The Bliss Blog

How to Cope if Your Long Term Relationship Breaks Up

in Relationships
The Author
Vance Larson
This verified expert offers personal coaching services
Posted on Jun 28

You’ve been together forever. You can’t image your life with without them. You’ve explored the world, and made a family. Been though the good and bad times. There have been anniversaries, birthdays, job promotions and have lived together. Your one and only is your anchor. But now they’re gone. They have left you for another. It’s anchors away.

I have long spoken about anchors. In a nutshell, an anchor is something that we are tied to that keeps us from going off course. We don’t drift, because are connected to a foundation. Sure, there might be some small drifting, however that line that keeps you connected, ensures you will not go far. One night, the waves were a little choppy and you went to bed anyway. Out of the blue the storm rages, and you suddenly realize that the line has snapped and you’re without an anchor. You are a drift in uncharted waters. You have no foundation that you’re tied to. Now what?

I have seen good people turn bad. Hopeful people turn hopeless. And the strongest crumble when their significant other leaves them. I’m not talking about dating for 2 years and then they’re gone. I am talking about having spent a good part of your life together and then all that you’ve ever know, is gone. The captain has lost their first mate.

This morning I had this conversation with my wife. Like I often do, I ask her these hypothetical questions before I write or lecture. While I often lean on my experiences as being both a coach and counselor for 3 decades, I like to get her opinion, because she never pulls any punches. I asked her what she would do and feel if I suddenly left. First she said she would check the finances, to see if she would have to uproot herself. Then she quickly said she would be hurt, then mad, and then move on. This was interesting to me, because I could literally see her working through it in her own mind and then she pulled back some additional layers of insight.

She went onto to say that she would probably move in with family for a little while. I then asked her about faith. She said at first, it would be family over faith that would get her through but then she realized who she was deep down inside. She said then she would move out on her own, because it truly would be faith over family. It wasn’t meant to be an exercise, but I am glad it played out that way. She found her anchor in a matter of a few minutes. (One of the many reasons I married her).

So what is my point? My point is what are your anchored to? None of us want to imagine being without our loved one. (Okay, maybe some of you do. Insert your own humor here). But these things can happen. Over the past 3 decades in my practice, I have seen more than a few of them. What I find interesting is that some people focus, while other people fold. Those couples that have been together the longest, seem to have multiple anchors and when such an event like losing their spouse happens, they are not adrift. They know who they are, and they still have some sort of foundation. Yes it hurts and yes, it is painful, however they recover. Due to their existing anchors, even through the water is choppy, they lose little ground. They know where they’re on the map and they begin the next chapter of their life, when they are ready to raise the anchor.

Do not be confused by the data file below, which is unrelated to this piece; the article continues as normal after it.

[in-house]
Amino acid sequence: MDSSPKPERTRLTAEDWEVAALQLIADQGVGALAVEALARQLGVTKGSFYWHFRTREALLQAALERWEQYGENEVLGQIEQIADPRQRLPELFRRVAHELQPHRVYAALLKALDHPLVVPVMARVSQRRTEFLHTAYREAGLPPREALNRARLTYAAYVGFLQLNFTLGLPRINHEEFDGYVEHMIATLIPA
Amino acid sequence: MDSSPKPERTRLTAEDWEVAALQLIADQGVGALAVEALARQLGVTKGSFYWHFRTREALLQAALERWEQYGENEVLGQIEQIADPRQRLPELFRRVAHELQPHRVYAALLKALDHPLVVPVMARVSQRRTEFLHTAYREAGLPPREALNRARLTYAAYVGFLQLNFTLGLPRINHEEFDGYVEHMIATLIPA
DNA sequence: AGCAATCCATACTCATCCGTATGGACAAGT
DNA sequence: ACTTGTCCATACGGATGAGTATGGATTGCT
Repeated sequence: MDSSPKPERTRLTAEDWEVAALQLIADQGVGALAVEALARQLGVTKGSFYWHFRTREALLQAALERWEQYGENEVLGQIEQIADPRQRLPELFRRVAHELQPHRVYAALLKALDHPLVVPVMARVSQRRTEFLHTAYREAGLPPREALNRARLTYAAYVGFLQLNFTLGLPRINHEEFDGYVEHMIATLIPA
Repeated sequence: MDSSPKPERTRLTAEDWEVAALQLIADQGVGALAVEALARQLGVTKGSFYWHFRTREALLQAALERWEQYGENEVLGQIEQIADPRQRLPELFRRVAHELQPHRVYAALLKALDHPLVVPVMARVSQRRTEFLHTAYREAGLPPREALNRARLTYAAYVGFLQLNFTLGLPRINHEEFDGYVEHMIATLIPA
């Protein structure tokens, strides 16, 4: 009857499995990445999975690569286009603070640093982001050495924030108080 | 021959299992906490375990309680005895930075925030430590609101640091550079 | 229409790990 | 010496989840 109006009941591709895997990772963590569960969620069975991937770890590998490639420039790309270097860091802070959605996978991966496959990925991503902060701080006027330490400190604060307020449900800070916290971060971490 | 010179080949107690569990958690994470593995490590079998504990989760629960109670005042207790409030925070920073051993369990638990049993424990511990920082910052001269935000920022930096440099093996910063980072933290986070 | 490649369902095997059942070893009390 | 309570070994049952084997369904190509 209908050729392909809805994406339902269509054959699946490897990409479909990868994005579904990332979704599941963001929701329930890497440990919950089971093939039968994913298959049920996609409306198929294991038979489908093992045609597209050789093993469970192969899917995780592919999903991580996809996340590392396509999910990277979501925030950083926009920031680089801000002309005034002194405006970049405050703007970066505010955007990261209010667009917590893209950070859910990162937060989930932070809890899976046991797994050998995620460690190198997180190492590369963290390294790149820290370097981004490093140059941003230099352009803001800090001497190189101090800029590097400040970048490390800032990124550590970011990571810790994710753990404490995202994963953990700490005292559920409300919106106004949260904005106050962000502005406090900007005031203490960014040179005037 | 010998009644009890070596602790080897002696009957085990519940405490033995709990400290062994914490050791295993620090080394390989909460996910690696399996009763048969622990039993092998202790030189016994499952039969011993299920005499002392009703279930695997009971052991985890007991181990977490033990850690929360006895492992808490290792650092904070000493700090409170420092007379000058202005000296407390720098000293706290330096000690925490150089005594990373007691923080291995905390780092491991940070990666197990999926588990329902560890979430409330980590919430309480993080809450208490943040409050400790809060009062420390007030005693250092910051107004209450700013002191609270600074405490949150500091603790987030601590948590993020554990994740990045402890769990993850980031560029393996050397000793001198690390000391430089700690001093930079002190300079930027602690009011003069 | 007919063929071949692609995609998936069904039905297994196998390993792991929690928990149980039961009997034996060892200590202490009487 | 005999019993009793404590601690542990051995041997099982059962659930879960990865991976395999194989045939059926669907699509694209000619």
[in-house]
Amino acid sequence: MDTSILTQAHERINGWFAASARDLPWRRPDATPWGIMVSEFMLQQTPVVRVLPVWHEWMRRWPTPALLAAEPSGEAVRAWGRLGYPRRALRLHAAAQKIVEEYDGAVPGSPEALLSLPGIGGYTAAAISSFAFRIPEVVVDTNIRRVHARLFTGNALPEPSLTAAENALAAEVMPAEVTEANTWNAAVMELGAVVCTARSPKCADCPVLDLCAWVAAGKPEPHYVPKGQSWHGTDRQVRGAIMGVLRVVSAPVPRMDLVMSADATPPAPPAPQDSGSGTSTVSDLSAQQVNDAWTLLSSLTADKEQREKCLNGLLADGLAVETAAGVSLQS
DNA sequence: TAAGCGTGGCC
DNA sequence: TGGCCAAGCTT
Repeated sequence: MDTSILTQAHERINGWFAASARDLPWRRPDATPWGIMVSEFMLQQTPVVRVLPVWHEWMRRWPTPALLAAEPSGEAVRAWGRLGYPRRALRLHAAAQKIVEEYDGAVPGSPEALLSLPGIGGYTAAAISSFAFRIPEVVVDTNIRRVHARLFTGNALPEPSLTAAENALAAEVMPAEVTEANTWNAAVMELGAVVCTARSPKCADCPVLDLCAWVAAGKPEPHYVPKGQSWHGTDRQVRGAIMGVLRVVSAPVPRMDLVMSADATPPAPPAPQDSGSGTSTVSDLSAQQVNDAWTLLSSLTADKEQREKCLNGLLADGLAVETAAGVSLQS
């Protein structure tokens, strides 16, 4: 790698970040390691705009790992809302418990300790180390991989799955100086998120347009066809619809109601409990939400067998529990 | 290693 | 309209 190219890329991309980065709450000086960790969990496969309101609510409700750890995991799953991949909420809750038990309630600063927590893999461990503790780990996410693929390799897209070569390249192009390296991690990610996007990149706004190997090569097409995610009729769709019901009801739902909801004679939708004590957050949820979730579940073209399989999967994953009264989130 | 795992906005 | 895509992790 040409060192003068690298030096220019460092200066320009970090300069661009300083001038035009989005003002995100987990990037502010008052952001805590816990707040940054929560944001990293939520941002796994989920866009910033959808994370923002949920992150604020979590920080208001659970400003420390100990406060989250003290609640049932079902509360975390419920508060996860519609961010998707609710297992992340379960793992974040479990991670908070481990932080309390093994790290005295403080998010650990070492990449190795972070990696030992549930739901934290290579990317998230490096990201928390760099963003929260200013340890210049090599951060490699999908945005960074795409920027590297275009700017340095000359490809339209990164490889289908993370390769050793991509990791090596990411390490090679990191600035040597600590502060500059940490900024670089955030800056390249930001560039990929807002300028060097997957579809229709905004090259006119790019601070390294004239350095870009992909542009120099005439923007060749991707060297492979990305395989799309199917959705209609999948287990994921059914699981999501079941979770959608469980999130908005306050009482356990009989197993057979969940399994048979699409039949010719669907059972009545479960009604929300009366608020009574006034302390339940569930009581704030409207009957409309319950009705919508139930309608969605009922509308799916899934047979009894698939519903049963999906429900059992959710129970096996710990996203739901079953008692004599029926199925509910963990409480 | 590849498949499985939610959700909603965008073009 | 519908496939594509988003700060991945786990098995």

Having several anchors will serve you well

You know the old saying never put all your eggs into one basket? Well, we do, I think it’s only natural. It is unhealthy to only have one anchor (meaning your spouse). Whether it is family, faith, job, community or something else that you are passionate about, having several anchors will serve you well.

And if you think having more than one anchor is detrimental to your relationship? In my experience providing hospice work for example, there is a peace that belongs to the departed, knowing that their loved one will go on. I know it’s not the same thing as your spouse walking out on you but try and think of it in these terms. If your significant other has multiple anchors, in most cases it takes pressure off of your relationship. There is a beauty and strength to the couples that have figured this out.

In the case of my wife and I, I would be leveled if she suddenly left. After all we have been together forever. I have multiple anchors (my meditation, my counseling practice, and my desire to serve), I know I would be alright. There would definitely be a grieving process, however I know in my heart, that I would eventually pick up my anchors, and sail again.

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